A Story of Transformation

Being a part of Project UNIFY, I get to read a lot of stories about Special Olympics impacting students and school communities across the U.S. I constantly hear great stories of success where students with intellectual disabilities are respected and treated as equals in their school. Sadly, I also read things that illustrate how much work we still have to do. But on a Friday afternoon, I want to share one story of transformation that gives me hope that change can, and will, happen.

Be inspired by Elementary student Kayla Davis and her journey to understanding:

Kayla (right) with partner Maron

“When I was first asked if I wanted to help the Special Education kids with Physical Education last year, my answer was a resounding no my reasons being that I was fearful and had no experience with Special Ed kids. They were scary, and gross. Why would I want to help them? But the more I thought about it, the more I convinced myself to try it, just once. My teacher and my parents backed me up completely, but still I wasn’t sure if I wanted to do it because I felt uncomfortable and scared. I knew nothing about Special Ed in general and had planned on never interacting with the kids. I had what you could call the “public opinion.” But as I soon found out, being a PE helper was very different than I thought.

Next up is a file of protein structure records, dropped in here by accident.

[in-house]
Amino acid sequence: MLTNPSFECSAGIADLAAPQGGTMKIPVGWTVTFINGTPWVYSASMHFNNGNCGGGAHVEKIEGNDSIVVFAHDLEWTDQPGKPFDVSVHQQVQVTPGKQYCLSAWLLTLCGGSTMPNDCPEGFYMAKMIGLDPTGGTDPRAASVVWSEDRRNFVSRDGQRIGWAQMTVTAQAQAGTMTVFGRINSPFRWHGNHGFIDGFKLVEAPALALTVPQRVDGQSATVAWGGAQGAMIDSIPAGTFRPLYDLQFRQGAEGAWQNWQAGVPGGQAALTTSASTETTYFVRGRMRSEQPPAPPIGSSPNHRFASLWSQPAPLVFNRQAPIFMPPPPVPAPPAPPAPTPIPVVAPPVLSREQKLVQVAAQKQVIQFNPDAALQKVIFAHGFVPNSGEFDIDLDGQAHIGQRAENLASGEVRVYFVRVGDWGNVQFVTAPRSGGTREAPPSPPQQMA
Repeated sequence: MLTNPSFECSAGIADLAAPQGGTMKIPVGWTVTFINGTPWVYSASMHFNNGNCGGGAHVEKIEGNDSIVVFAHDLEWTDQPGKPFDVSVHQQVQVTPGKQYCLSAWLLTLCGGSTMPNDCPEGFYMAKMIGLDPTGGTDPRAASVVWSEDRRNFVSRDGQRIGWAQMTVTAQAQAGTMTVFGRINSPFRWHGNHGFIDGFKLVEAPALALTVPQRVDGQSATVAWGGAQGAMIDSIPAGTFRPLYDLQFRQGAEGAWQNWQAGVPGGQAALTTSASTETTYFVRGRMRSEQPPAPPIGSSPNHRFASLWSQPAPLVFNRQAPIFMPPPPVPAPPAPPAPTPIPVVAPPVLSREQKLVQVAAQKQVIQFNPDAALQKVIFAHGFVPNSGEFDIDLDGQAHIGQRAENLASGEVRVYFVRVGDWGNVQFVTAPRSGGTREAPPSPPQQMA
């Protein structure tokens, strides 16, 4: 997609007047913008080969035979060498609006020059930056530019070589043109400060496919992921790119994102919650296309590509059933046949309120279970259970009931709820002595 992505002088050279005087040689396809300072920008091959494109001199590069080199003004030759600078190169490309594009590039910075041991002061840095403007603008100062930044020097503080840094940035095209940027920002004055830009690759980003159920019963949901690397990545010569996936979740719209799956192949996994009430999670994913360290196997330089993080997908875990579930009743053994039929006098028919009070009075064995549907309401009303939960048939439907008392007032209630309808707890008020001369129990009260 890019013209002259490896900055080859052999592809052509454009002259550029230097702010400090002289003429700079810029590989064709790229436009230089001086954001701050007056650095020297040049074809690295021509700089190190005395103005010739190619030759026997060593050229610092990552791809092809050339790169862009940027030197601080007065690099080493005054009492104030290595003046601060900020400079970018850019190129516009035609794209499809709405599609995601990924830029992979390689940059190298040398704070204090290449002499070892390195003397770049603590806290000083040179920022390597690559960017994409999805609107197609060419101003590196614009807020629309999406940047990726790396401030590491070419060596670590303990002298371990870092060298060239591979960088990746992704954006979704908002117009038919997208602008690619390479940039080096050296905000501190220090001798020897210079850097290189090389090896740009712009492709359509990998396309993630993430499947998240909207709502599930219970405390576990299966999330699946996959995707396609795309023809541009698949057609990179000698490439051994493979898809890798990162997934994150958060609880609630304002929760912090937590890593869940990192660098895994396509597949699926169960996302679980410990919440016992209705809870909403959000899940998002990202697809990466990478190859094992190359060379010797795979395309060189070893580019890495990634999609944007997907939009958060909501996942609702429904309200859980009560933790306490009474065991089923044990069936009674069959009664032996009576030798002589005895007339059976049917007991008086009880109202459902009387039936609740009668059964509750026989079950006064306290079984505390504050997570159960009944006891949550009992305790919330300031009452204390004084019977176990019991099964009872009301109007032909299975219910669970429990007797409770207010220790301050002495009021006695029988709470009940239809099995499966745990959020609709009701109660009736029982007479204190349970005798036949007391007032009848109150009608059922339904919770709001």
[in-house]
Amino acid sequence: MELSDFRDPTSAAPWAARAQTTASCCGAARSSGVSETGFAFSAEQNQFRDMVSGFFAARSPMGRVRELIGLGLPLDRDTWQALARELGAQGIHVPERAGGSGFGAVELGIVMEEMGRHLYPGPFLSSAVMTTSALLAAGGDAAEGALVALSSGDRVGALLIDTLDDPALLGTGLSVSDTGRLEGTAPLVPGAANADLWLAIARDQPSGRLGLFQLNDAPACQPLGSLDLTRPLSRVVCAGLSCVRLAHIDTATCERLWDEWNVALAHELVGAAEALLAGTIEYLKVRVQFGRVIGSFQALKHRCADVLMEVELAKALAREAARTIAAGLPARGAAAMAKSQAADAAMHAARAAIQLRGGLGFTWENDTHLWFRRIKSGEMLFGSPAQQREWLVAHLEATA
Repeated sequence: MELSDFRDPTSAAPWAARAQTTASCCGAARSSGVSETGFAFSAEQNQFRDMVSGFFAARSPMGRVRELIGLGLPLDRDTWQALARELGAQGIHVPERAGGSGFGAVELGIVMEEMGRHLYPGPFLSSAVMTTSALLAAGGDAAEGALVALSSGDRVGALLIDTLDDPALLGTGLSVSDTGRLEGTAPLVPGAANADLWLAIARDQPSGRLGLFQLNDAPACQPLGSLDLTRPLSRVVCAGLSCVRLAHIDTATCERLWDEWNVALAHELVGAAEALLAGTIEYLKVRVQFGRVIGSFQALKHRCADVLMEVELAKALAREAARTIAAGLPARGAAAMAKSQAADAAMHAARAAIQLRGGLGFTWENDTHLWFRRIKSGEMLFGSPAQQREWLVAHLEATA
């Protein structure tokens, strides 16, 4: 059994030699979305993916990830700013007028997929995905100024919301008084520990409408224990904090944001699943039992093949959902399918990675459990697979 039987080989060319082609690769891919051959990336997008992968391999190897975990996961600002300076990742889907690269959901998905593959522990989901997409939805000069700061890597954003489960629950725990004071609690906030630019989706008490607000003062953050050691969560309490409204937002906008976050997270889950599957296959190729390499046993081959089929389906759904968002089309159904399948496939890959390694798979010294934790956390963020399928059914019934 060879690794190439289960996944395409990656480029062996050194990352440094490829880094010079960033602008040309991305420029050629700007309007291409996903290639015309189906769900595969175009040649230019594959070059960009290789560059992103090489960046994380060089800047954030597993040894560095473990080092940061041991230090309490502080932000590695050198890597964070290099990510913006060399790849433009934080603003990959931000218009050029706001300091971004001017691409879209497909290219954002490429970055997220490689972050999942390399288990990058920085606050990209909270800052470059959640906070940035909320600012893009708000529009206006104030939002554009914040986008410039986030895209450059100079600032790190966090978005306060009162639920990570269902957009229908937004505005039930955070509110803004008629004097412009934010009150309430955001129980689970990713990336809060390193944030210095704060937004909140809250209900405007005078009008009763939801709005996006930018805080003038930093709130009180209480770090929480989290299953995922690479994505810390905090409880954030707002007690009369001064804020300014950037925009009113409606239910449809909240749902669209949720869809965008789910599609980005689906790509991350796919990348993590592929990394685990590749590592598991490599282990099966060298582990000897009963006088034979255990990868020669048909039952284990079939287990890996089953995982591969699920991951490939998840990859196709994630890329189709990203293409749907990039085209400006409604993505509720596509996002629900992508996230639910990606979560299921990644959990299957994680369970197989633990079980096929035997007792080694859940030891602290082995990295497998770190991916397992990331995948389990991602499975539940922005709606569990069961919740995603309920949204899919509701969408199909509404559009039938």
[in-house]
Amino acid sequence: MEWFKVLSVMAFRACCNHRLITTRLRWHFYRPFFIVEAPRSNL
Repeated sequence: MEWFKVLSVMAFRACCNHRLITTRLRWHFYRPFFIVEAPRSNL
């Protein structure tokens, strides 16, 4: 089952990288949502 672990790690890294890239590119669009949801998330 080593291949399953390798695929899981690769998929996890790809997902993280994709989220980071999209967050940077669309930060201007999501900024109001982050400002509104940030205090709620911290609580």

The moment I walked into the gym, I knew it was nothing like I had expected. I had thought they would have trouble walking, let alone doing the things we, the 5th and 6th graders were doing. They played volleyball, soccer, basketball, and everything else we learned. I was entirely surprised. I soon learned their names; Jenna, Maron, Jodie, Jacob, Andy, and Riley. This year we have 3 new kids too. I was paired up with Jenna, a spirited kindergartener. It was fun going there every Tuesday and Thursday. I grew to look forward to it, treasuring the half-hour I had to spend with these students. My favorite part was watching the improvements while they were learning. I got my buddy from just looking at the basketball, to pushing it upward!

My view of the Special Ed kids changed greatly. They weren’t a different race; they were normal people with a special perk. One of the things that changed my perception was interacting with them. They laughed, cried, and loved, just like us. As I continue working with them this year, (this year my partner is Maron), I continue to enjoy it, more than ever because I have learned more about how to understand them. In addition to PE helpers, our school has recently formed a Partners Club, working with Special Olympics and Project Unify. I am proud to say that my whole class is involved in this amazing opportunity. I hope that if you ever have an amazing opportunity that you try it, just once.”
– Kayla Davis, Boise, Idaho

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Is Your School Climate Inclusive? The Students Know!